Tuesday, November 18, 2008

Controversial oceanarium still needs EIA evaluation

A controversial oceanarium resort at Pulau Mabul along Sabah’s east coast still has to get the approval of various authorities here although the state cabinet has endorsed the land office’s green light for project.

State Tourism, Culture and Environment Minister Datuk Masidi Manjun said the oceanarium proponents would need to get approval for the project’s environmental impact assessment (EIA) and development before it can get off the ground.

Subject of controversy: Part of the existing chalets on Pulau Mabul.

He said his ministry would evaluate the proposal when they received the development plan of the proposed oceanarium.

“As such, the issue of the project’s approval does not arise at this point in time,” he told The Star yesterday.

He said the EIA was a crucial component in the entire evaluation process of the project.

Masidi said the state cabinet had endorsed the state Land and Survey Department’s decision to approve the resort’s location on a 33ha site on the basis the project proponents carry out rehabilitation and conservation works of the coral reefs in the area concerned.

He said the state needed more high-end tourism products such as resorts “to value add what nature has endowed us.”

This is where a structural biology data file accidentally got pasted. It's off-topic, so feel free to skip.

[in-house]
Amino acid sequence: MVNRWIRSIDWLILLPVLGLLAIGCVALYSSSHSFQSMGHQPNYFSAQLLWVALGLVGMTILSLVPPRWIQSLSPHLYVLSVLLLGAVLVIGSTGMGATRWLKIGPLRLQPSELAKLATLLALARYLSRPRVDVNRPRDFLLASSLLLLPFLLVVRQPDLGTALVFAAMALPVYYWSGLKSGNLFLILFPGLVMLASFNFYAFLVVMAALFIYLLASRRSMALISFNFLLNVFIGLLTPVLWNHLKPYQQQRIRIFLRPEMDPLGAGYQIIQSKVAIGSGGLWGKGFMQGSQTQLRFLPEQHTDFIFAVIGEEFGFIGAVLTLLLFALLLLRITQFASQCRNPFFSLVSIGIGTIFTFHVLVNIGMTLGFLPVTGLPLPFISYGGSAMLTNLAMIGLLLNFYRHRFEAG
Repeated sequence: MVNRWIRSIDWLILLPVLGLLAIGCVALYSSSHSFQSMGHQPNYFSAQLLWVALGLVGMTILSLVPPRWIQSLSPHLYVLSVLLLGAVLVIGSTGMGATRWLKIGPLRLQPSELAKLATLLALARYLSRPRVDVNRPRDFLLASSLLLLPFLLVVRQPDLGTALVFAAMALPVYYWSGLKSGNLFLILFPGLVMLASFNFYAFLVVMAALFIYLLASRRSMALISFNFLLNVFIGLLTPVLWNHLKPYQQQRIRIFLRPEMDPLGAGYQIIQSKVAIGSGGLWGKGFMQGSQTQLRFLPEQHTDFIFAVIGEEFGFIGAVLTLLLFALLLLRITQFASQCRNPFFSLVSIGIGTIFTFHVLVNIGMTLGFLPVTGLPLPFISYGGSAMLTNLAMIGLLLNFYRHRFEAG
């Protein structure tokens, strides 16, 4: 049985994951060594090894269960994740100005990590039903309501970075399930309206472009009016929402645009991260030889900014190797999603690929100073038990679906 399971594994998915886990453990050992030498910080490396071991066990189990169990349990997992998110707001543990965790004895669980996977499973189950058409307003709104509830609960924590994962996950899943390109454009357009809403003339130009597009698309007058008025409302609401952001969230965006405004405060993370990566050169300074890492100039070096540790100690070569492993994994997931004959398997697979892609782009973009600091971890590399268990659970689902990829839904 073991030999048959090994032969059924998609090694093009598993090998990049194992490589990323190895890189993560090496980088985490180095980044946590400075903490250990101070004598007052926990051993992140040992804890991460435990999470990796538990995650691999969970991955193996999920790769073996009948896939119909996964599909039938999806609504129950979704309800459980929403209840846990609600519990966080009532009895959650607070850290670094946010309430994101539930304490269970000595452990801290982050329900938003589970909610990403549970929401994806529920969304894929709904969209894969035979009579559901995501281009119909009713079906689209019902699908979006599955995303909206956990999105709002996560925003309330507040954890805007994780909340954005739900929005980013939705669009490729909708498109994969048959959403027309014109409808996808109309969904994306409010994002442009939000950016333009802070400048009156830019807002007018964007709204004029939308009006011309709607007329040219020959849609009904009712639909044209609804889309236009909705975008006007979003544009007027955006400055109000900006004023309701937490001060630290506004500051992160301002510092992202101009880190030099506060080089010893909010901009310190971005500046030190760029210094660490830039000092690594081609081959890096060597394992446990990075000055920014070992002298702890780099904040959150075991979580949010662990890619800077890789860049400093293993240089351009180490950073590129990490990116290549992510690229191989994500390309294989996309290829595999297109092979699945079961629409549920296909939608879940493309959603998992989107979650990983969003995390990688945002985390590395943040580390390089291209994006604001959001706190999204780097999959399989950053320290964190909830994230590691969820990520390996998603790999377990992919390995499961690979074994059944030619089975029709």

He added that despite this, protecting and conserving the environment would be the overriding consideration as Sabah had one of the best track records of conservation efforts in the country.

“We in the state government would like to maintain, if not impro-ve on that,” he added.

Voicing worries over the oceanarium resort plan, environmentalists, villagers and dive operators said the proposed project would spell disaster to Mabul marine life and might also degrade the eco-sensitive coral reefs of Pulau Sipadan, a 20-minute boat ride away.

Application for a 99-year lease for the parcel facing south of Sipadan was first put in by a local company based in Kota Kinabalu in September last year. It was reported the oceanarium would be surrounded by five villages of more than 200 sea-view bungalows and semi-detached villas, with side pools and spa villas as well as staff and scientist quarters.

Sabah Environment Protection Association president Wong Tack questioned the necessity of the oceanarium being built.

He added that tonnes of construction material would have to be brought in by barge and sand pumped in from the shores of the island. Wong said the authority that approved the resort project should remember what happened at Sipadan in 2006 when a construction barge ran aground, destroying a coral reef patch the size of three tennis courts.

He said the existing four resorts for higher-bracket tourists and five to 10 homestay places for backpackers with a total of more than 250 rooms, provided enough accommodation for the 120 divers given permits to dive in Sipadan waters daily.

Source : STAR
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